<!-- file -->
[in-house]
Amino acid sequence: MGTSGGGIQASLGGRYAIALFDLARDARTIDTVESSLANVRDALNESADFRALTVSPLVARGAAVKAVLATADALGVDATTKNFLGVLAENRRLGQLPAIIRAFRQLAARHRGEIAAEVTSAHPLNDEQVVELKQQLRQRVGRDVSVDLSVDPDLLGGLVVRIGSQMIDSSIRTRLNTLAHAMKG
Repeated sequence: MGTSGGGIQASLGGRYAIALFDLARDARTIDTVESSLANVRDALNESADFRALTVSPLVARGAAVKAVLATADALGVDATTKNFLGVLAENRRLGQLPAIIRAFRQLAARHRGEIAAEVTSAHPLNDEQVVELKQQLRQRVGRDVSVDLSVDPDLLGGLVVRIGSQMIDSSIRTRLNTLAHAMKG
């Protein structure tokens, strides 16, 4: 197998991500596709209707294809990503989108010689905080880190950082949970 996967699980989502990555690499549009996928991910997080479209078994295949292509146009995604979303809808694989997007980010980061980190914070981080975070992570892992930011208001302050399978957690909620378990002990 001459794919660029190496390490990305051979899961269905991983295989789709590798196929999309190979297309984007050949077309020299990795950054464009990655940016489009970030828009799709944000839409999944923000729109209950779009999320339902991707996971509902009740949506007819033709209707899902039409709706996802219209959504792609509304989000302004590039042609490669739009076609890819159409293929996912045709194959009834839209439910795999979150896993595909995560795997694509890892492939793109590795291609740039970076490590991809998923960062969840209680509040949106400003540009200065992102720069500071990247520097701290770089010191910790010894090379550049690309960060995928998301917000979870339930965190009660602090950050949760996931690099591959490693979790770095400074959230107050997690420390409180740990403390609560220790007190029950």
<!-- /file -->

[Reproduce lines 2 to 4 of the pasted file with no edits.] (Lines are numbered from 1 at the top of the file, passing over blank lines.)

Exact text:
Amino acid sequence: MGTSGGGIQASLGGRYAIALFDLARDARTIDTVESSLANVRDALNESADFRALTVSPLVARGAAVKAVLATADALGVDATTKNFLGVLAENRRLGQLPAIIRAFRQLAARHRGEIAAEVTSAHPLNDEQVVELKQQLRQRVGRDVSVDLSVDPDLLGGLVVRIGSQMIDSSIRTRLNTLAHAMKG
Repeated sequence: MGTSGGGIQASLGGRYAIALFDLARDARTIDTVESSLANVRDALNESADFRALTVSPLVARGAAVKAVLATADALGVDATTKNFLGVLAENRRLGQLPAIIRAFRQLAARHRGEIAAEVTSAHPLNDEQVVELKQQLRQRVGRDVSVDLSVDPDLLGGLVVRIGSQMIDSSIRTRLNTLAHAMKG
């Protein structure tokens, strides 16, 4: 197998991500596709209707294809990503989108010689905080880190950082949970 996967699980989502990555690499549009996928991910997080479209078994295949292509146009995604979303809808694989997007980010980061980190914070981080975070992570892992930011208001302050399978957690909620378990002990 001459794919660029190496390490990305051979899961269905991983295989789709590798196929999309190979297309984007050949077309020299990795950054464009990655940016489009970030828009799709944000839409999944923000729109209950779009999320339902991707996971509902009740949506007819033709209707899902039409709706996802219209959504792609509304989000302004590039042609490669739009076609890819159409293929996912045709194959009834839209439910795999979150896993595909995560795997694509890892492939793109590795291609740039970076490590991809998923960062969840209680509040949106400003540009200065992102720069500071990247520097701290770089010191910790010894090379550049690309960060995928998301917000979870339930965190009660602090950050949760996931690099591959490693979790770095400074959230107050997690420390409180740990403390609560220790007190029950």